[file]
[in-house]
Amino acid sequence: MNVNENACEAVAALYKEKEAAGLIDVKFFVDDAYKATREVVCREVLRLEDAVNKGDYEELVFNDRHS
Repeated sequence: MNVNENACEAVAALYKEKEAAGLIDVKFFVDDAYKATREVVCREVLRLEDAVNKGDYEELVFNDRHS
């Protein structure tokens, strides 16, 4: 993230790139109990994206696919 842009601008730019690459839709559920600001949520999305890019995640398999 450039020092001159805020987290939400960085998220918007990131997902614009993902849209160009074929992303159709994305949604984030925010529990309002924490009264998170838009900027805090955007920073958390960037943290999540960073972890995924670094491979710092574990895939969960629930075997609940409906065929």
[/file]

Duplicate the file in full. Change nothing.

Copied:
[in-house]
Amino acid sequence: MNVNENACEAVAALYKEKEAAGLIDVKFFVDDAYKATREVVCREVLRLEDAVNKGDYEELVFNDRHS
Repeated sequence: MNVNENACEAVAALYKEKEAAGLIDVKFFVDDAYKATREVVCREVLRLEDAVNKGDYEELVFNDRHS
């Protein structure tokens, strides 16, 4: 993230790139109990994206696919 842009601008730019690459839709559920600001949520999305890019995640398999 450039020092001159805020987290939400960085998220918007990131997902614009993902849209160009074929992303159709994305949604984030925010529990309002924490009264998170838009900027805090955007920073958390960037943290999540960073972890995924670094491979710092574990895939969960629930075997609940409906065929």